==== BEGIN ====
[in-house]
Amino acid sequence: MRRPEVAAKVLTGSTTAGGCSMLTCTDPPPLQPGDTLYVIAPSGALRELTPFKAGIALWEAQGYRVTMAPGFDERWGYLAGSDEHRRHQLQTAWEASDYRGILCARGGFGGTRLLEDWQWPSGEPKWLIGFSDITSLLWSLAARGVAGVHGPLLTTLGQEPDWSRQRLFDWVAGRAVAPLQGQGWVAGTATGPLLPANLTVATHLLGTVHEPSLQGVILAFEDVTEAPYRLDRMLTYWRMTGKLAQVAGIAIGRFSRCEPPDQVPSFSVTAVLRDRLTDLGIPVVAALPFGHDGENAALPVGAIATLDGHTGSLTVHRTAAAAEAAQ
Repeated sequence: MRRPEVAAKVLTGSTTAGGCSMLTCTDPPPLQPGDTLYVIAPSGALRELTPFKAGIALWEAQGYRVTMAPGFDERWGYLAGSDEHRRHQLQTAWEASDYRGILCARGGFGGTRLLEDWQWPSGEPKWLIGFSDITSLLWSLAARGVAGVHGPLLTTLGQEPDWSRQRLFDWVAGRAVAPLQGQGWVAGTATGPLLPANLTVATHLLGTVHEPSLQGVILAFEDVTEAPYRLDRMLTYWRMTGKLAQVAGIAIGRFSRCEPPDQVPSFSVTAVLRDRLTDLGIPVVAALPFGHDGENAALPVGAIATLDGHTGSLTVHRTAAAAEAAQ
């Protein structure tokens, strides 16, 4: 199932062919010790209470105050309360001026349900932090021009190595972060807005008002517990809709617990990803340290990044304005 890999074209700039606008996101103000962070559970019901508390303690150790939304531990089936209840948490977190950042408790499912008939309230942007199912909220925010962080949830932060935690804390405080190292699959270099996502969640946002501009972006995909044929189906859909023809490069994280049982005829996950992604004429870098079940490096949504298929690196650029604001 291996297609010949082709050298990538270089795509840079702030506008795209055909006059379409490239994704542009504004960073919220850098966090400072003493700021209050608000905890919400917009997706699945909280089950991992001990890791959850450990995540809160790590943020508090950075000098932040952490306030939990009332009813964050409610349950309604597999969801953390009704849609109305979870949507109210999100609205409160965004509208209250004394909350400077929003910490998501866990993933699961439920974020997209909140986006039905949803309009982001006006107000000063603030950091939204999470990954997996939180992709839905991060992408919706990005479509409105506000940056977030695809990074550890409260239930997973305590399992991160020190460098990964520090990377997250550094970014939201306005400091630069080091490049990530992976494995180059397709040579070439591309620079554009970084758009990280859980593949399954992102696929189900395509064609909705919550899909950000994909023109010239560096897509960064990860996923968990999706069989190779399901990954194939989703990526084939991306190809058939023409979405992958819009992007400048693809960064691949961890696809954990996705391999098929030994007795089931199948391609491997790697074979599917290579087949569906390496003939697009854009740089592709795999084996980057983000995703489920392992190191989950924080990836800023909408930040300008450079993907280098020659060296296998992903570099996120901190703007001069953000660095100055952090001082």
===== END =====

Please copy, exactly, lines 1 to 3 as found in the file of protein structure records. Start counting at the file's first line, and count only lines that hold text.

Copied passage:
[in-house]
Amino acid sequence: MRRPEVAAKVLTGSTTAGGCSMLTCTDPPPLQPGDTLYVIAPSGALRELTPFKAGIALWEAQGYRVTMAPGFDERWGYLAGSDEHRRHQLQTAWEASDYRGILCARGGFGGTRLLEDWQWPSGEPKWLIGFSDITSLLWSLAARGVAGVHGPLLTTLGQEPDWSRQRLFDWVAGRAVAPLQGQGWVAGTATGPLLPANLTVATHLLGTVHEPSLQGVILAFEDVTEAPYRLDRMLTYWRMTGKLAQVAGIAIGRFSRCEPPDQVPSFSVTAVLRDRLTDLGIPVVAALPFGHDGENAALPVGAIATLDGHTGSLTVHRTAAAAEAAQ
Repeated sequence: MRRPEVAAKVLTGSTTAGGCSMLTCTDPPPLQPGDTLYVIAPSGALRELTPFKAGIALWEAQGYRVTMAPGFDERWGYLAGSDEHRRHQLQTAWEASDYRGILCARGGFGGTRLLEDWQWPSGEPKWLIGFSDITSLLWSLAARGVAGVHGPLLTTLGQEPDWSRQRLFDWVAGRAVAPLQGQGWVAGTATGPLLPANLTVATHLLGTVHEPSLQGVILAFEDVTEAPYRLDRMLTYWRMTGKLAQVAGIAIGRFSRCEPPDQVPSFSVTAVLRDRLTDLGIPVVAALPFGHDGENAALPVGAIATLDGHTGSLTVHRTAAAAEAAQ